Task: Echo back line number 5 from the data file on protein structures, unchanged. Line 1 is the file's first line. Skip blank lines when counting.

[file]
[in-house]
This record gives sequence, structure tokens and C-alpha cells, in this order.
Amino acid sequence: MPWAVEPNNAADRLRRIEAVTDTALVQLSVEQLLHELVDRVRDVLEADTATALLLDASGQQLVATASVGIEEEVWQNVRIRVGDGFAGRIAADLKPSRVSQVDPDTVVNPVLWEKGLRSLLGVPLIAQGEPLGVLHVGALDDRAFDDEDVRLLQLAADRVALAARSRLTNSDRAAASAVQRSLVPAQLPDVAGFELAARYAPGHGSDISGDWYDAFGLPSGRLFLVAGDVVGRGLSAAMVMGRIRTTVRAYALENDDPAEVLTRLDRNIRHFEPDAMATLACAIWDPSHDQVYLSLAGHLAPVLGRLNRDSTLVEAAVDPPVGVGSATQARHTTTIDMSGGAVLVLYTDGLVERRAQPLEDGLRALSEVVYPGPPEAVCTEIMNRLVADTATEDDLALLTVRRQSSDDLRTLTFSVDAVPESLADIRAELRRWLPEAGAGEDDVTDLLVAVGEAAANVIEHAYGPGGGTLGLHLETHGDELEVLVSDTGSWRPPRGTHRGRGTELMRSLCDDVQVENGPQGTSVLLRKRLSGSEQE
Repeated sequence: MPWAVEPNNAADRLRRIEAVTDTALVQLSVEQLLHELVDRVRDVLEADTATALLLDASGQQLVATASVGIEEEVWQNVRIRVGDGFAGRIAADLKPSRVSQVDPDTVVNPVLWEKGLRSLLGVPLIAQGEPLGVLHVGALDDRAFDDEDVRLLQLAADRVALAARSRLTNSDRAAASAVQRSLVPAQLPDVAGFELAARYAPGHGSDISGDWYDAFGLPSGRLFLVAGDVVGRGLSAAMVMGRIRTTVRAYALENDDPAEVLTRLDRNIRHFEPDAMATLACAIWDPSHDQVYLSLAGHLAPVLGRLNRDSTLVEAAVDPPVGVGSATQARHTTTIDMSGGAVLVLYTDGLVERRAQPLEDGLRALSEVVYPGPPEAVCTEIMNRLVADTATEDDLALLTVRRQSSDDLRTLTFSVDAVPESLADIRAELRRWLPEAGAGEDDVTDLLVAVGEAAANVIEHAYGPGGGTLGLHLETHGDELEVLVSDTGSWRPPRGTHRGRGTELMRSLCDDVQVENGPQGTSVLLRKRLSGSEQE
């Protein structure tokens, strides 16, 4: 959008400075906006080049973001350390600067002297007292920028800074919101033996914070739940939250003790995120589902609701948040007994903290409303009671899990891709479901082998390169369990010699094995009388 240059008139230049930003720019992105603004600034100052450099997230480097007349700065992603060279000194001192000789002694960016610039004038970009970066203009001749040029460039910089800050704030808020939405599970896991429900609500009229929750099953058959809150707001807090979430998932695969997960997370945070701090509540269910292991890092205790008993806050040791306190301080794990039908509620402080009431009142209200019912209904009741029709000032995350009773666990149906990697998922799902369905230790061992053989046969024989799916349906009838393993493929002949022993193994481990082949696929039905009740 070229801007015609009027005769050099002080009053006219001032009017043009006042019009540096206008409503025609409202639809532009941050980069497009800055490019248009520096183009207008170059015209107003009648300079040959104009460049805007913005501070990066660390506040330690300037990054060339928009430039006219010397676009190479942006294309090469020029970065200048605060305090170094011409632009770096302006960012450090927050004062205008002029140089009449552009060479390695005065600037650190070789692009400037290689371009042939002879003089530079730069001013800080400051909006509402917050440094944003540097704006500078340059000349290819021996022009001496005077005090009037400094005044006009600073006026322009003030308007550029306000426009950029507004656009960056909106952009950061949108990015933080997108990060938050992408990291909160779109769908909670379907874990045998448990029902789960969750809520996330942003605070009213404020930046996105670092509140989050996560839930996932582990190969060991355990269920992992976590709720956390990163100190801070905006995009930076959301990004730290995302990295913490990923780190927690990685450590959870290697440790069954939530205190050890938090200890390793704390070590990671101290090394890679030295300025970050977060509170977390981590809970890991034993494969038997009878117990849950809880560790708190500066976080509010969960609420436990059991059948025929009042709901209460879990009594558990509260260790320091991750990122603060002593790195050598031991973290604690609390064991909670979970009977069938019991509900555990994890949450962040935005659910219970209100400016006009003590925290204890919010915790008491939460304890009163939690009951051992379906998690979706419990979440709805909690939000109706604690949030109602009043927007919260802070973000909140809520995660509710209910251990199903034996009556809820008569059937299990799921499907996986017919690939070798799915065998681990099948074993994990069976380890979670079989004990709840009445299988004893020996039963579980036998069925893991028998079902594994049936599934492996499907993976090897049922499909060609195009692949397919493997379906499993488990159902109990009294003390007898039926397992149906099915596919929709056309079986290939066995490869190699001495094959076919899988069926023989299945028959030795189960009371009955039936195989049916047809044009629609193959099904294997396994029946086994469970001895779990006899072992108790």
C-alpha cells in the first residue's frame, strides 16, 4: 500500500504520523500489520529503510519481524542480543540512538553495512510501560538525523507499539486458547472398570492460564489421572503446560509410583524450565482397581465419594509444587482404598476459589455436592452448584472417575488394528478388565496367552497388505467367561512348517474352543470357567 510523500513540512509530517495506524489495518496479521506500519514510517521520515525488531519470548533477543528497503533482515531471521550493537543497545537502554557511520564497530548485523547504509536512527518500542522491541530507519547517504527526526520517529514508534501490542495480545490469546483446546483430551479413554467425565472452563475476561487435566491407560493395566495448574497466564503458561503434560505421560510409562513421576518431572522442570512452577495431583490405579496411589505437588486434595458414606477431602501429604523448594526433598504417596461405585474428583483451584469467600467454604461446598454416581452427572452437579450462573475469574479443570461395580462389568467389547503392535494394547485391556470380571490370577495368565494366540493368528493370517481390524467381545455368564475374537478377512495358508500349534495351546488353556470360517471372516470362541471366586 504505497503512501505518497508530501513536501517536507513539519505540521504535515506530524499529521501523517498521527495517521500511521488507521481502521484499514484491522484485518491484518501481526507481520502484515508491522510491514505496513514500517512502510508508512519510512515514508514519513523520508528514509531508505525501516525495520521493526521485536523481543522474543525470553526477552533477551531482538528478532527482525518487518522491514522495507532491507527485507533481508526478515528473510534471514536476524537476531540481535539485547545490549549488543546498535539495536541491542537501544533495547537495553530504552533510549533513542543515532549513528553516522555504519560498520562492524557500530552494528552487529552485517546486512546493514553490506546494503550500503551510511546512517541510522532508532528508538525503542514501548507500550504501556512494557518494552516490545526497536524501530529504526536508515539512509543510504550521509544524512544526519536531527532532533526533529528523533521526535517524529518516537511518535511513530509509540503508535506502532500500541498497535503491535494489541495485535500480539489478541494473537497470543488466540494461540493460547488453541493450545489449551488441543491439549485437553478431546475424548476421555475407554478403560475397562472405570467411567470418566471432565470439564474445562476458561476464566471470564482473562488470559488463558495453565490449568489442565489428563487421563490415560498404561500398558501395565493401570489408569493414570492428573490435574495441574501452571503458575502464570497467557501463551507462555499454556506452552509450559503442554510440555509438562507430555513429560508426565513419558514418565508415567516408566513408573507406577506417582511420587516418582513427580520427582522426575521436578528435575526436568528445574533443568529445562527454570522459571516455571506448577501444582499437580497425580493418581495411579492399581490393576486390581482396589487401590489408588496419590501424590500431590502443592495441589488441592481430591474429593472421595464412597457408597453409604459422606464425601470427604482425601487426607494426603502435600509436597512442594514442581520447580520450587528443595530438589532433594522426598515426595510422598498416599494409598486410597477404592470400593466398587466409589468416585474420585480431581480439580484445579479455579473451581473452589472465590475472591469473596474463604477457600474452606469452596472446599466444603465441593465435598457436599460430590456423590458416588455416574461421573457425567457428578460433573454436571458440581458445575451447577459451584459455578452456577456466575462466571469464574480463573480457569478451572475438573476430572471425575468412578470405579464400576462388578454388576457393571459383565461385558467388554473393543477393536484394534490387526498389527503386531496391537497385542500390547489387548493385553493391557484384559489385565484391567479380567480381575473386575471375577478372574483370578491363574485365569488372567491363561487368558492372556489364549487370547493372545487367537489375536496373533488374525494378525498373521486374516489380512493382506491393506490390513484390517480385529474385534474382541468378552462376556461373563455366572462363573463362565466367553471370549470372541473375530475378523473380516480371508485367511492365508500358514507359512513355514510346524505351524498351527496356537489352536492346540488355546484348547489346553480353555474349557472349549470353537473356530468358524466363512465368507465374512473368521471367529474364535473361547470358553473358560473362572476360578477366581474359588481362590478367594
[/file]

């Protein structure tokens, strides 16, 4: 959008400075906006080049973001350390600067002297007292920028800074919101033996914070739940939250003790995120589902609701948040007994903290409303009671899990891709479901082998390169369990010699094995009388 240059008139230049930003720019992105603004600034100052450099997230480097007349700065992603060279000194001192000789002694960016610039004038970009970066203009001749040029460039910089800050704030808020939405599970896991429900609500009229929750099953058959809150707001807090979430998932695969997960997370945070701090509540269910292991890092205790008993806050040791306190301080794990039908509620402080009431009142209200019912209904009741029709000032995350009773666990149906990697998922799902369905230790061992053989046969024989799916349906009838393993493929002949022993193994481990082949696929039905009740 070229801007015609009027005769050099002080009053006219001032009017043009006042019009540096206008409503025609409202639809532009941050980069497009800055490019248009520096183009207008170059015209107003009648300079040959104009460049805007913005501070990066660390506040330690300037990054060339928009430039006219010397676009190479942006294309090469020029970065200048605060305090170094011409632009770096302006960012450090927050004062205008002029140089009449552009060479390695005065600037650190070789692009400037290689371009042939002879003089530079730069001013800080400051909006509402917050440094944003540097704006500078340059000349290819021996022009001496005077005090009037400094005044006009600073006026322009003030308007550029306000426009950029507004656009960056909106952009950061949108990015933080997108990060938050992408990291909160779109769908909670379907874990045998448990029902789960969750809520996330942003605070009213404020930046996105670092509140989050996560839930996932582990190969060991355990269920992992976590709720956390990163100190801070905006995009930076959301990004730290995302990295913490990923780190927690990685450590959870290697440790069954939530205190050890938090200890390793704390070590990671101290090394890679030295300025970050977060509170977390981590809970890991034993494969038997009878117990849950809880560790708190500066976080509010969960609420436990059991059948025929009042709901209460879990009594558990509260260790320091991750990122603060002593790195050598031991973290604690609390064991909670979970009977069938019991509900555990994890949450962040935005659910219970209100400016006009003590925290204890919010915790008491939460304890009163939690009951051992379906998690979706419990979440709805909690939000109706604690949030109602009043927007919260802070973000909140809520995660509710209910251990199903034996009556809820008569059937299990799921499907996986017919690939070798799915065998681990099948074993994990069976380890979670079989004990709840009445299988004893020996039963579980036998069925893991028998079902594994049936599934492996499907993976090897049922499909060609195009692949397919493997379906499993488990159902109990009294003390007898039926397992149906099915596919929709056309079986290939066995490869190699001495094959076919899988069926023989299945028959030795189960009371009955039936195989049916047809044009629609193959099904294997396994029946086994469970001895779990006899072992108790």